Thanks for the comment ft! I was seriously doubting the intellect of the human race - but I guess there is always a bad apple in every bunch!
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Old 29th Mar 2012, 21:42
  #36 (permalink)  
 
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A novel Conveyor Belt topic...
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Old 29th Mar 2012, 22:55
  #37 (permalink)  
 
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ft

There's really no need to get so upset. If what you genuinely want is to engage in an 'educated discussion between professionals', then I don't understand why you didn't:

a) Address the OP

b) State clearly whether you agree with italia's hypothesis that a helo in the hover is not generating any thrust horse power.
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Old 30th Mar 2012, 00:10
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One indication only, Engine Torque, displayed in in/lbs and measured between the core engine and the gearbox by the Torque Meter Shaft assembly. On all up to and including the 'H' model a limit of 19600 in/lbs applied, this being an engine mounting limit rather than an engine limitation.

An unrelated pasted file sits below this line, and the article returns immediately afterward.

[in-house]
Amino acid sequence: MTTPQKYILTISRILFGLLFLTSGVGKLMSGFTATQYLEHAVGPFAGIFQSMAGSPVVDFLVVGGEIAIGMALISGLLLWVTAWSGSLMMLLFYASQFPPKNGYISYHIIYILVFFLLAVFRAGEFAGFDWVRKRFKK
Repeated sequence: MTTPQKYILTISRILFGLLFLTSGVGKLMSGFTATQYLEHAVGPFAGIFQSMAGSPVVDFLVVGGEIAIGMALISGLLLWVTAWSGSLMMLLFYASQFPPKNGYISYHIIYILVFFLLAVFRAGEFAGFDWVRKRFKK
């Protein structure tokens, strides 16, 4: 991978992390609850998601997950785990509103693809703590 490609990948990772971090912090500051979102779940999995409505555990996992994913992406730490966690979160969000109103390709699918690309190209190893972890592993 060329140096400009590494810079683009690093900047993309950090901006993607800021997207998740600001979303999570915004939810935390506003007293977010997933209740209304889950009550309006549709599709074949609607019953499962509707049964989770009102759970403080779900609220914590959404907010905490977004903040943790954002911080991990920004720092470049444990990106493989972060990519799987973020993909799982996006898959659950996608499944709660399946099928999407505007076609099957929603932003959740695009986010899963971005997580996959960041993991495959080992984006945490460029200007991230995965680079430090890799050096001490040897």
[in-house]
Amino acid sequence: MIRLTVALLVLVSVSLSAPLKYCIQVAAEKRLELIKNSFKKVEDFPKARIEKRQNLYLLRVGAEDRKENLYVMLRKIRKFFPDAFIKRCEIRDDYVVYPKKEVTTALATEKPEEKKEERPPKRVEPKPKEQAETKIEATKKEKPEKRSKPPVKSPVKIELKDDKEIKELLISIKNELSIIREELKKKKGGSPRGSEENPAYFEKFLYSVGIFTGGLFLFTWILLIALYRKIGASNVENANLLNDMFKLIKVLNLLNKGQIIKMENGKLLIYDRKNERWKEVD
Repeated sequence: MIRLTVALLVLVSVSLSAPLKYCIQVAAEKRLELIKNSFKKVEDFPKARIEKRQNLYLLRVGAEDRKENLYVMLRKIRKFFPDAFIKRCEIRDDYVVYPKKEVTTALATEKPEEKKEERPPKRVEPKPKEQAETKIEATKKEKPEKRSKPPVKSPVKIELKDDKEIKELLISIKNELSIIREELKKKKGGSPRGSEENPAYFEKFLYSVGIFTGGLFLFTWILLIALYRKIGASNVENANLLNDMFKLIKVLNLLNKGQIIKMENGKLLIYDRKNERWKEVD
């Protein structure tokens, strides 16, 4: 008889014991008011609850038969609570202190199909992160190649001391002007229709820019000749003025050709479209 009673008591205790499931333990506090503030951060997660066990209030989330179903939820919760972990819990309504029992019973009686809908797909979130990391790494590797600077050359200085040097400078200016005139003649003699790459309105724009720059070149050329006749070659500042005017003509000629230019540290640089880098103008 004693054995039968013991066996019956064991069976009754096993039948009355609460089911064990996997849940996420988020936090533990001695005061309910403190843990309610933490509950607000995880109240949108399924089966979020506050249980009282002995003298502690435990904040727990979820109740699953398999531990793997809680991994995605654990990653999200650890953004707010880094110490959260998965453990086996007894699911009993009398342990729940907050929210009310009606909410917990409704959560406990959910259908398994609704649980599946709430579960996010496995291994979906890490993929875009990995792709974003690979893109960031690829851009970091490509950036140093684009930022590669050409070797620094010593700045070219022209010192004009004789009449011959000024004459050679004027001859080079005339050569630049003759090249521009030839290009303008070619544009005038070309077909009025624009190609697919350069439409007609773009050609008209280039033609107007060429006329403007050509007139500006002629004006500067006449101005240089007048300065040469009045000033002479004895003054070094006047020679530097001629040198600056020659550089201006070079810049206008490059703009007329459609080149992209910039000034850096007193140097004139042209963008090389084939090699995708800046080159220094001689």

you mixed something up fella. the 19600 in/lbs are surely the value for the propshaft- not the engine. since we know that the simple formula for calculating power from torque and rpm,s is torque ( in in/lb) x rpm / 5252 you can calculate the power.

the prop of the herky spins about 1000 rpm and the engine about 13800rpm , right ?

soo... 19600x1000/5252 which results in a little more than 3730hp.

imagine the engine by itself would have this torque .... 19600x13800/5252...

the turbine is a high speed low torque thing and the prop / via a gearbox a high torque low speed device. at turboprops the propshaft torque is measured.

but not sure if the thread opener talked turboprops...

one more word to the usuful thrust/power when the engine are pulling but the aircraft is hold by the brakes... the aircraft as a whole thing does not develop any useful work, but the engines of course do - their use in our case is just to strenght the brakes.